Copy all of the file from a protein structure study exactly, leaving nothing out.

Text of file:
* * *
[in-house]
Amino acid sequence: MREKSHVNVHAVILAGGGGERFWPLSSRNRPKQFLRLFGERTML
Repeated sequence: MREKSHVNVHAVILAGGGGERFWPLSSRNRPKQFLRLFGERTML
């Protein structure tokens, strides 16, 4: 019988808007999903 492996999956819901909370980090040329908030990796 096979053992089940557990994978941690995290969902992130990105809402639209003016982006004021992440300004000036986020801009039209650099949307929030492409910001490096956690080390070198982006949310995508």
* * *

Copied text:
[in-house]
Amino acid sequence: MREKSHVNVHAVILAGGGGERFWPLSSRNRPKQFLRLFGERTML
Repeated sequence: MREKSHVNVHAVILAGGGGERFWPLSSRNRPKQFLRLFGERTML
């Protein structure tokens, strides 16, 4: 019988808007999903 492996999956819901909370980090040329908030990796 096979053992089940557990994978941690995290969902992130990105809402639209003016982006004021992440300004000036986020801009039209650099949307929030492409910001490096956690080390070198982006949310995508």